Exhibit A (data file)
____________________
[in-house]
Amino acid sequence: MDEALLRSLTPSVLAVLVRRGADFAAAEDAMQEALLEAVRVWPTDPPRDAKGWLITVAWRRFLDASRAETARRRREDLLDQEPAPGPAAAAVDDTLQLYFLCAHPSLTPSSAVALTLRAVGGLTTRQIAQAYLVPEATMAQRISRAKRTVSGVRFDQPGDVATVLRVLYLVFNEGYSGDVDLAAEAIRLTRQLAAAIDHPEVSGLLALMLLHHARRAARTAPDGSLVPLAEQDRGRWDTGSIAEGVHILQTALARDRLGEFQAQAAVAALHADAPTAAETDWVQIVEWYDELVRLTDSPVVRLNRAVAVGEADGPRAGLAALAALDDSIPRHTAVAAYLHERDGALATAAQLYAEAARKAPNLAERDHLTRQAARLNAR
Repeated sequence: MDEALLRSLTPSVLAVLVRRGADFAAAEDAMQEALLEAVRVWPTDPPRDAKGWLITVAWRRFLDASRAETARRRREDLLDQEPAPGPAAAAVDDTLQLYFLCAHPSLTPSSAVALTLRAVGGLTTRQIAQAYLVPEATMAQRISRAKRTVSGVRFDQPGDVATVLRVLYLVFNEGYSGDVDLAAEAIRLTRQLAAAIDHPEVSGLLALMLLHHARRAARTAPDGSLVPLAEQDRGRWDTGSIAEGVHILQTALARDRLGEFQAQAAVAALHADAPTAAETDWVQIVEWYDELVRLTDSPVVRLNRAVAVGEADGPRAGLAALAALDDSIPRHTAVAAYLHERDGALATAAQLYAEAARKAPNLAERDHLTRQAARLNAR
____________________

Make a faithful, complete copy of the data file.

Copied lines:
[in-house]
Amino acid sequence: MDEALLRSLTPSVLAVLVRRGADFAAAEDAMQEALLEAVRVWPTDPPRDAKGWLITVAWRRFLDASRAETARRRREDLLDQEPAPGPAAAAVDDTLQLYFLCAHPSLTPSSAVALTLRAVGGLTTRQIAQAYLVPEATMAQRISRAKRTVSGVRFDQPGDVATVLRVLYLVFNEGYSGDVDLAAEAIRLTRQLAAAIDHPEVSGLLALMLLHHARRAARTAPDGSLVPLAEQDRGRWDTGSIAEGVHILQTALARDRLGEFQAQAAVAALHADAPTAAETDWVQIVEWYDELVRLTDSPVVRLNRAVAVGEADGPRAGLAALAALDDSIPRHTAVAAYLHERDGALATAAQLYAEAARKAPNLAERDHLTRQAARLNAR
Repeated sequence: MDEALLRSLTPSVLAVLVRRGADFAAAEDAMQEALLEAVRVWPTDPPRDAKGWLITVAWRRFLDASRAETARRRREDLLDQEPAPGPAAAAVDDTLQLYFLCAHPSLTPSSAVALTLRAVGGLTTRQIAQAYLVPEATMAQRISRAKRTVSGVRFDQPGDVATVLRVLYLVFNEGYSGDVDLAAEAIRLTRQLAAAIDHPEVSGLLALMLLHHARRAARTAPDGSLVPLAEQDRGRWDTGSIAEGVHILQTALARDRLGEFQAQAAVAALHADAPTAAETDWVQIVEWYDELVRLTDSPVVRLNRAVAVGEADGPRAGLAALAALDDSIPRHTAVAAYLHERDGALATAAQLYAEAARKAPNLAERDHLTRQAARLNAR